The news-aggregation site Topix has developed software for filtering out spam and other junk from its message forums. To filter in the good postings, however, the site has turned to human volunteers.
Topix LLC is soliciting editors to oversee the forums covering every U.S. town and city. One or more volunteers from each of 32,500 localities will be in charge of marking the best messages and news items and perhaps writing their own articles on community happenings.
The idea is to tap the power of citizen journalists ? everyday Internet users who may write a quick message on a corner traffic accident or complain about delays in garbage collection. Some of that is happening in the forums now, but those posts get buried among the more mundane writeups.
That’s where the volunteer editors will come in. After undergoing an application process and screening by Topix staff, editors will be able to handpick their favorite items and move them to a blog-like section. All the other posts will remain elsewhere on the site, should someone really want to sift through them.
“We have 35,000 posts a day,” said Rich Skrenta, Topix’ co-founder and chief executive. “Let’s find the best of them here and let that person promote that to the news stream for the rest of us.”
He acknowledged user-generated news “is not fact-checked (or) edited and tends to be raw, in the words of the people posting it, but it comes in great quantity and it’s very current.”
Software will still try to identify the most relevant news items for areas without a volunteer editor.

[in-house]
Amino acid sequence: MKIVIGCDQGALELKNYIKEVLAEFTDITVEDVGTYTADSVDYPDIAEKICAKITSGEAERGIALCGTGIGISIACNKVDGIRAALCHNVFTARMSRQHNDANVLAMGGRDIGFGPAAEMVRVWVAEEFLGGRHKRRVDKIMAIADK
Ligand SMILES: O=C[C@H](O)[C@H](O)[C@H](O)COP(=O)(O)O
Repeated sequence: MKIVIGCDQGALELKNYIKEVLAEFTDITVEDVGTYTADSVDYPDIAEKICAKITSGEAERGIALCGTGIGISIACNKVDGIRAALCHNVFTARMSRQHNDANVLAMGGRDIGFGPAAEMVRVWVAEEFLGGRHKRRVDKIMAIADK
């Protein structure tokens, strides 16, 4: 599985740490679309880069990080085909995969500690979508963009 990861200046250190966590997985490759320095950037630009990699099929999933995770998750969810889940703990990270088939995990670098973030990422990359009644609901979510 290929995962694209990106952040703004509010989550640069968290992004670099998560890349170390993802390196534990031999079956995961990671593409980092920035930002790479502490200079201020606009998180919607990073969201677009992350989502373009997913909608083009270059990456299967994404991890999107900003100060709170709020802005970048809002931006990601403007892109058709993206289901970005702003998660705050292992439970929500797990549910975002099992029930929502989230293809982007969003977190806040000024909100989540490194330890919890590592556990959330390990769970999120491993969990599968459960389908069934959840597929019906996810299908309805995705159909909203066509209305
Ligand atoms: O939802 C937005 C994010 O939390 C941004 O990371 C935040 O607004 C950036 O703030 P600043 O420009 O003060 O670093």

Topix began as an aggregation site for news stories and represents one of several efforts aimed at helping people assemble news items from a variety of sources online rather than rely on a single media outlet, as was the case with the printed newspaper or a TV network’s evening news.
It currently collects news from 50,000 traditional news sites and blogs. Readers can browse through them by topic as well as by their city or ZIP code.
About a year ago, Topix began to allow visitors to post comments as well, and Skrenta said that feature has become a large traffic driver and has led to postings of original news ? not just commentary of news reported elsewhere.
That led Topix to begin thinking about ways to highlight the best, he said.
Rival sites like Digg and Time Warner Inc.’s Netscape let readers vote on what they like best, and news items receiving the most votes rise to the top. But Skrenta said that approach works primarily for national sites ? there aren’t enough readers in most communities to make that approach worthwhile.
Topix is a Palo Alto, Calif.-based company 75 percent controlled by Gannett Co., McClatchy Co. and Tribune Co.